Remember, the path to recovery is unique for each individual, and with time and intentional effort, you can find a way forward to emotional well-being and peace.

Let’s Have a Conversation:

Are you grieving the estrangement of a loved one? What practices are helping you feel supported? What is your daily routine and how does it help you maintain a good physical and emotional health?

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Frances Little

I have been seeing a licensed speed social worker for 18 months and a psychiatrist for six months. I have good days and bad days. My family has never experienced this type of behavior. The emotions are raw and gut wrenching.

14 days after my 2022 stroke which left me blind my adult son called me and said we’re really not that close anymore mom. I feel our relationship is strained. Research I believe his wife is a narcissist who has gaslight him. The last time I spoke to him was seven months ago, I got a happy birthday! Christmas text and a merry Christmas! Christmas text. Seen my seven month old granddaughter once in July and once in August. Same with my eight-year-old granddaughter.


Hi Frances:
Thank you for sharing here. I am sorry you are going through this. I have a few ideas. Perhaps a therapist who can spend more time with you and help unravel and create a plan to help you cope would be more helpful. Have you tried to contact your son and perhaps meet with him alone? I am not sure what your exact circumstances are with your son; however, from what he wrote you, he notices you are not close. Perhaps he may want you to reach out and connect with him. He may not know how to say this.
Or you have tried and he does not reciprocate.

For parents to move forward, no matter what the contact is what our children and grandchildren is to find as much acceptance each day as possible. You still have a life and the ability to find joy again.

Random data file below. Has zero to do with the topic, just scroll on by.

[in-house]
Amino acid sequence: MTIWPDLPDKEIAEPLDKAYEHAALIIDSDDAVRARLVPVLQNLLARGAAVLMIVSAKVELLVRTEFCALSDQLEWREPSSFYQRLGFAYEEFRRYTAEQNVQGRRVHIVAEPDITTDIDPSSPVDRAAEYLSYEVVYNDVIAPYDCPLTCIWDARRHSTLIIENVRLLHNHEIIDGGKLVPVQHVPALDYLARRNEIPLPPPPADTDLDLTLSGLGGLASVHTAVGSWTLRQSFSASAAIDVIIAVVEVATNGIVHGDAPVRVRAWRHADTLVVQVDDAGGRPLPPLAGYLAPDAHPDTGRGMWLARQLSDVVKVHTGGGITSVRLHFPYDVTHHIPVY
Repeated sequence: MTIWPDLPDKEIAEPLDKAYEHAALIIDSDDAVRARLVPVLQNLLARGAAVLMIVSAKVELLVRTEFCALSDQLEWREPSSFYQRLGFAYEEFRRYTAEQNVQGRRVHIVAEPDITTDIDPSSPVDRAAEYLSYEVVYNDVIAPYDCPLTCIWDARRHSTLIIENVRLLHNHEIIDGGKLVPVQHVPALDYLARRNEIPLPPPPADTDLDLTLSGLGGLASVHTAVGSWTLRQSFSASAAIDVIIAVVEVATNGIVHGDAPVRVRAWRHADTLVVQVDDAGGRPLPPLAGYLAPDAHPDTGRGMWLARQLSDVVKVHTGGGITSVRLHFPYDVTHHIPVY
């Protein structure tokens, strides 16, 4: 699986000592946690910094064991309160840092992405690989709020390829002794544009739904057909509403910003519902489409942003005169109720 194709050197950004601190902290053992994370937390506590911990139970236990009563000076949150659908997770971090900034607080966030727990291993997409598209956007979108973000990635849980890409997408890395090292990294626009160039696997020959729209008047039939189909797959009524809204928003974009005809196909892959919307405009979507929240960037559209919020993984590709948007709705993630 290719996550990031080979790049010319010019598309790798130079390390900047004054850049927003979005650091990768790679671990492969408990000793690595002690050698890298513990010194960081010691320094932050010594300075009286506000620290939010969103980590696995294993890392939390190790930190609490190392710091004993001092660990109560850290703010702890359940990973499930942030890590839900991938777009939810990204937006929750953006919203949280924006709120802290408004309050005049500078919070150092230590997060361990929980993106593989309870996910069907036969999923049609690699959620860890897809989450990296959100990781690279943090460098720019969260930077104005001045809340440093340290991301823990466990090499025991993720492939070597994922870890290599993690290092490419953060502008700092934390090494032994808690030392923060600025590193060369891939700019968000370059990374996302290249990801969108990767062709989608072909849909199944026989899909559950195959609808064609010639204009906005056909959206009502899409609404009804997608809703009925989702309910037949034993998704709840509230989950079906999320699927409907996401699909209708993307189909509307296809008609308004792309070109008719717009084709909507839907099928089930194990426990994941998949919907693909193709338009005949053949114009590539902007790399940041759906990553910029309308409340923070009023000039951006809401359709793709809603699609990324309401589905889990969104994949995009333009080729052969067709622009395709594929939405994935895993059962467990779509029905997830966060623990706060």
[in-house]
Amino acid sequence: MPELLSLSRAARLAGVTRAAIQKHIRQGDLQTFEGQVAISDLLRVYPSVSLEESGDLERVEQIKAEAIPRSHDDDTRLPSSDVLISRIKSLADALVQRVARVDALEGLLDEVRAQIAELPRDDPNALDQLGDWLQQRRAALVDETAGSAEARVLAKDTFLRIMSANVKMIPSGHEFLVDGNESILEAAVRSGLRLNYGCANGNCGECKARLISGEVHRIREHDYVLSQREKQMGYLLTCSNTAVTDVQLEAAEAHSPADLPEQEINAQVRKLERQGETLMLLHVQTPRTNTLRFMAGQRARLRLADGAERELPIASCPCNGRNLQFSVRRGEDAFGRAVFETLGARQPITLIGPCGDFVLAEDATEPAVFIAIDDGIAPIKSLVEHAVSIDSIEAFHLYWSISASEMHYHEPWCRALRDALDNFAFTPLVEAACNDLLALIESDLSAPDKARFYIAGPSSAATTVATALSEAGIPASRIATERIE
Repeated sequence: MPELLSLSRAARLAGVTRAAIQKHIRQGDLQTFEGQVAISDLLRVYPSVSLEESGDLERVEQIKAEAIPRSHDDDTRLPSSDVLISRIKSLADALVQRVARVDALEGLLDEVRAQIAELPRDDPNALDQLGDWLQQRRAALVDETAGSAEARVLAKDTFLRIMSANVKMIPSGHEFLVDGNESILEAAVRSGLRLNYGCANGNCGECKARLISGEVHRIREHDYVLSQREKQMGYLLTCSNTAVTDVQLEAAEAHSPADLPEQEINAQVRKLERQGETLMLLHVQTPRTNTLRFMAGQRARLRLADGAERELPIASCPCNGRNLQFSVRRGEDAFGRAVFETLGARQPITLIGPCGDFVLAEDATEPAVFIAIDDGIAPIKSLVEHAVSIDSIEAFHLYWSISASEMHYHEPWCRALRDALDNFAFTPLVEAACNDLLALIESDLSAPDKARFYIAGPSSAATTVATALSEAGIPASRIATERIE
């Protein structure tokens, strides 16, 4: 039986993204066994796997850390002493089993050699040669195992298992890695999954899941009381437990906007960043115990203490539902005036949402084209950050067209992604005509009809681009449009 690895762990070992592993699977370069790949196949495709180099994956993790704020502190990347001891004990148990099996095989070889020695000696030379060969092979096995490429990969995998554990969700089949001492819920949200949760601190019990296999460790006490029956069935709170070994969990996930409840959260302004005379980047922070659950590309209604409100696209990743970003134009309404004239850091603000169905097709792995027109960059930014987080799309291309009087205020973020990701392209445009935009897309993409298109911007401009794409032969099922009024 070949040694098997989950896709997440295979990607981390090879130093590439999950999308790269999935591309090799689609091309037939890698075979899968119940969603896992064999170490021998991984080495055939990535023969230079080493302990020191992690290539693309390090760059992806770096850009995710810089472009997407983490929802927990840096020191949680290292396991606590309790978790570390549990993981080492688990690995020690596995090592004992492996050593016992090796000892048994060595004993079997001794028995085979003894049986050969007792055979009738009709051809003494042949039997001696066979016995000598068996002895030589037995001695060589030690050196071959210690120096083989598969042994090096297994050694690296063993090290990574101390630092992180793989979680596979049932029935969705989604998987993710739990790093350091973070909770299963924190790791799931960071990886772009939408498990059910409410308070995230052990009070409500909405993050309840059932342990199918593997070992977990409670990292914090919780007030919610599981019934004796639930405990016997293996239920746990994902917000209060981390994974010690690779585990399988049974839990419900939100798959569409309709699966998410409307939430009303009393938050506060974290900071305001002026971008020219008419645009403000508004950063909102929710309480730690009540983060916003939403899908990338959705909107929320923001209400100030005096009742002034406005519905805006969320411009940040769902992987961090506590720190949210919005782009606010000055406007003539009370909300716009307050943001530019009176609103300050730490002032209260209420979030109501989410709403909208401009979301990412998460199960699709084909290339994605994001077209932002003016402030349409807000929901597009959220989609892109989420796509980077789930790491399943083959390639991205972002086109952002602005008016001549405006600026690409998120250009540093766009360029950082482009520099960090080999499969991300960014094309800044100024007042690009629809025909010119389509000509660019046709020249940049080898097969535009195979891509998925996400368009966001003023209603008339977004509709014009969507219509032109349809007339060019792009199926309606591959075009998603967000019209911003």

All the best.


Forget about them. Live your life.

Joni caswell

My daughter says she doesn’t like being around all the other siblings in my marriage. I have 3 and he has 3. Every holiday she throws a fit and leaves out with her kids and causes a big scene and it hurts her kids to have to leave. I have tried separate events and everything I can think of . She tells me I’m stupid and old and don’t talk to me for months at a time. She won’t let me be around her kids a lot

Renee Lovitz

This won’t be true for everyone, but for me, the grandson telling me off and letting me go turned out to be a gift!! Sometimes you are better off without the negative person!!


So many insightful articles on estrangement. I am faced with a strange situation. An adult child ( aged 30 ) who has issues , wants to keep his distance , will not share meals & social gatherings … and yet insists on living in our home till date. Moving out is sure to give us all the space we need and “real” taste of the “real” world too … and yet i am unable to give a firm ultimatum ….


Hi H A:
It sounds like it may be helpful to learn how to set boundaries with your son.
It may be the best thing you do for him and for yourself.
People usually do not like having a boundary set on them.
However, without one, there is too much one can grow resentful about.
Let me know your thoughts.

The Author

Marie Morin is a therapist and wellness coach at Morin Holistic Therapy. She helps women develop a daily self-care routine, so they overcome perfectionism and limiting beliefs and be their most confident selves. Marie is a grateful blogger and YouTuber. Find out more at and contact her at